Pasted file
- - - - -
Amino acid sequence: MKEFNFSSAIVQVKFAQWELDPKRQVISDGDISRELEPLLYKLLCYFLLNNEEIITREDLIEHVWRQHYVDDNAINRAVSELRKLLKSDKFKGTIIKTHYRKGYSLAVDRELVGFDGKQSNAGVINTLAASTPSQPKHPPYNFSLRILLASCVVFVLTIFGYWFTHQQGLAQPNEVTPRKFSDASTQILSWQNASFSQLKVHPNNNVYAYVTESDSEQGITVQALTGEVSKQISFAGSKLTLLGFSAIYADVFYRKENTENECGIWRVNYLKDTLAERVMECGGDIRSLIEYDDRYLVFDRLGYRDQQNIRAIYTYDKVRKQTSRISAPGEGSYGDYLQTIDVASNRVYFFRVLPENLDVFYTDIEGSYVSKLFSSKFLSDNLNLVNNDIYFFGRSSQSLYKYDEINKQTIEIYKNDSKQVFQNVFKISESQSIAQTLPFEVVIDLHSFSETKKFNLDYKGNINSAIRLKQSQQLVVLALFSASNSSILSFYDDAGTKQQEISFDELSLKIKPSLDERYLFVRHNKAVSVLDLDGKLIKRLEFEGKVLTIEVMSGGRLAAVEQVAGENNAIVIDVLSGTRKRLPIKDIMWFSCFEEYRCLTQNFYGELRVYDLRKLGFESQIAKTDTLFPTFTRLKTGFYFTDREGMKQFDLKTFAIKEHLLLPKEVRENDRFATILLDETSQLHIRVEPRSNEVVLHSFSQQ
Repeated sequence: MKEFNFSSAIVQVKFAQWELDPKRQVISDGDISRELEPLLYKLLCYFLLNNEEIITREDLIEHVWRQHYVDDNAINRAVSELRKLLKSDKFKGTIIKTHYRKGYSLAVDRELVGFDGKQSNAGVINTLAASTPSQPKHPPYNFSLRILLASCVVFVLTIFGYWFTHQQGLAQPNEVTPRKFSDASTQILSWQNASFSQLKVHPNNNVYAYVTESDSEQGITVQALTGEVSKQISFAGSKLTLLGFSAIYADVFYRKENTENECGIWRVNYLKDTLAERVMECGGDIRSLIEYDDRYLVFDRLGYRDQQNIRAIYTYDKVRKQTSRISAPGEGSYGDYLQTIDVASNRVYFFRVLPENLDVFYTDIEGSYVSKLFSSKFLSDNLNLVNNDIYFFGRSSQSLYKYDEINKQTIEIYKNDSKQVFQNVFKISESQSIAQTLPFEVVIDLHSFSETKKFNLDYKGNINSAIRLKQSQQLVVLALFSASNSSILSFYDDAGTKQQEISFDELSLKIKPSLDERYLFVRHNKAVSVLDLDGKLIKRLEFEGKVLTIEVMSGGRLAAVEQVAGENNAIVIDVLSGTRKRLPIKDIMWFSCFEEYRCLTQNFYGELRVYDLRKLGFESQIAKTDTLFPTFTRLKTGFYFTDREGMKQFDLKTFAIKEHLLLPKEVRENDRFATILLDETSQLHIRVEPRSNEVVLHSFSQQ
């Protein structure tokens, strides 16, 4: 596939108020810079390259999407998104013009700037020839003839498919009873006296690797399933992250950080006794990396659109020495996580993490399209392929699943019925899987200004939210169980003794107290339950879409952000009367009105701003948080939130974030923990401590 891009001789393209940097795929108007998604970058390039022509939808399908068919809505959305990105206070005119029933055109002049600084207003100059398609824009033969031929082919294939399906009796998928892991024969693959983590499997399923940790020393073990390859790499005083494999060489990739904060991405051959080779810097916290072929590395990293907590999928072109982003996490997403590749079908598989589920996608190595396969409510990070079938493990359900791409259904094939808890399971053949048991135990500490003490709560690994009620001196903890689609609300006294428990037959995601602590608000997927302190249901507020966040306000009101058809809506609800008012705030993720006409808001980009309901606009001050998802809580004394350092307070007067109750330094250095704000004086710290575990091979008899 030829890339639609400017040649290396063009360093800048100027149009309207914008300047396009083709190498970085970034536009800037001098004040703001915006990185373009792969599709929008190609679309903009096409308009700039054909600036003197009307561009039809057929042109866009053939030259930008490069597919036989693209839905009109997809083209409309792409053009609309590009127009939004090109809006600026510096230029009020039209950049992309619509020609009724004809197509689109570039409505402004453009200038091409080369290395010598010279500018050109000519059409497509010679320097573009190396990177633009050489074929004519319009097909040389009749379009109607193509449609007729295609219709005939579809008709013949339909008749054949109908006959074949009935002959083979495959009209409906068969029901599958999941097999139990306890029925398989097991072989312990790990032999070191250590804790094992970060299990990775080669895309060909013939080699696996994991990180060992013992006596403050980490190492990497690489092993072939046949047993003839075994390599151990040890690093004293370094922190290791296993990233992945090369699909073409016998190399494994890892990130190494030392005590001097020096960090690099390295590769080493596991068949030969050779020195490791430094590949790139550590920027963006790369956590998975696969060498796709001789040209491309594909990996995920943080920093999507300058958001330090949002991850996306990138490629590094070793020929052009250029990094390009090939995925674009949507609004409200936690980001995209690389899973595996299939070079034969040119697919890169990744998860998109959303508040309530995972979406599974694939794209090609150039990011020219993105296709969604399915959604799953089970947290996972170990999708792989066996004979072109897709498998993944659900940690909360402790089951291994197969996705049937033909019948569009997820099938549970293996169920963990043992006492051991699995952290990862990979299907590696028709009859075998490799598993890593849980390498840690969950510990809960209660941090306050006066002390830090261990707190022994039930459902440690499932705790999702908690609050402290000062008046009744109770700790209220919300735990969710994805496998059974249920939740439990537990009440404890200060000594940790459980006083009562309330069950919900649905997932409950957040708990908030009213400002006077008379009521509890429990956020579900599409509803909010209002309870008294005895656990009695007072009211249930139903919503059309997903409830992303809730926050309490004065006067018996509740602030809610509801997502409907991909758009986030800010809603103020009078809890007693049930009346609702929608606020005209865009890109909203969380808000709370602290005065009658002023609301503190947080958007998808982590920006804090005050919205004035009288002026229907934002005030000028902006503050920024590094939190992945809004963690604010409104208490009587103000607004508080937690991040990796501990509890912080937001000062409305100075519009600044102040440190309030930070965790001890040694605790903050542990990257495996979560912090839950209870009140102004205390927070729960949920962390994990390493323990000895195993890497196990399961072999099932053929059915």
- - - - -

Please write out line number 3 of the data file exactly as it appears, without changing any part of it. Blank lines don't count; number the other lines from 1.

């Protein structure tokens, strides 16, 4: 596939108020810079390259999407998104013009700037020839003839498919009873006296690797399933992250950080006794990396659109020495996580993490399209392929699943019925899987200004939210169980003794107290339950879409952000009367009105701003948080939130974030923990401590 891009001789393209940097795929108007998604970058390039022509939808399908068919809505959305990105206070005119029933055109002049600084207003100059398609824009033969031929082919294939399906009796998928892991024969693959983590499997399923940790020393073990390859790499005083494999060489990739904060991405051959080779810097916290072929590395990293907590999928072109982003996490997403590749079908598989589920996608190595396969409510990070079938493990359900791409259904094939808890399971053949048991135990500490003490709560690994009620001196903890689609609300006294428990037959995601602590608000997927302190249901507020966040306000009101058809809506609800008012705030993720006409808001980009309901606009001050998802809580004394350092307070007067109750330094250095704000004086710290575990091979008899 030829890339639609400017040649290396063009360093800048100027149009309207914008300047396009083709190498970085970034536009800037001098004040703001915006990185373009792969599709929008190609679309903009096409308009700039054909600036003197009307561009039809057929042109866009053939030259930008490069597919036989693209839905009109997809083209409309792409053009609309590009127009939004090109809006600026510096230029009020039209950049992309619509020609009724004809197509689109570039409505402004453009200038091409080369290395010598010279500018050109000519059409497509010679320097573009190396990177633009050489074929004519319009097909040389009749379009109607193509449609007729295609219709005939579809008709013949339909008749054949109908006959074949009935002959083979495959009209409906068969029901599958999941097999139990306890029925398989097991072989312990790990032999070191250590804790094992970060299990990775080669895309060909013939080699696996994991990180060992013992006596403050980490190492990497690489092993072939046949047993003839075994390599151990040890690093004293370094922190290791296993990233992945090369699909073409016998190399494994890892990130190494030392005590001097020096960090690099390295590769080493596991068949030969050779020195490791430094590949790139550590920027963006790369956590998975696969060498796709001789040209491309594909990996995920943080920093999507300058958001330090949002991850996306990138490629590094070793020929052009250029990094390009090939995925674009949507609004409200936690980001995209690389899973595996299939070079034969040119697919890169990744998860998109959303508040309530995972979406599974694939794209090609150039990011020219993105296709969604399915959604799953089970947290996972170990999708792989066996004979072109897709498998993944659900940690909360402790089951291994197969996705049937033909019948569009997820099938549970293996169920963990043992006492051991699995952290990862990979299907590696028709009859075998490799598993890593849980390498840690969950510990809960209660941090306050006066002390830090261990707190022994039930459902440690499932705790999702908690609050402290000062008046009744109770700790209220919300735990969710994805496998059974249920939740439990537990009440404890200060000594940790459980006083009562309330069950919900649905997932409950957040708990908030009213400002006077008379009521509890429990956020579900599409509803909010209002309870008294005895656990009695007072009211249930139903919503059309997903409830992303809730926050309490004065006067018996509740602030809610509801997502409907991909758009986030800010809603103020009078809890007693049930009346609702929608606020005209865009890109909203969380808000709370602290005065009658002023609301503190947080958007998808982590920006804090005050919205004035009288002026229907934002005030000028902006503050920024590094939190992945809004963690604010409104208490009587103000607004508080937690991040990796501990509890912080937001000062409305100075519009600044102040440190309030930070965790001890040694605790903050542990990257495996979560912090839950209870009140102004205390927070729960949920962390994990390493323990000895195993890497196990399961072999099932053929059915």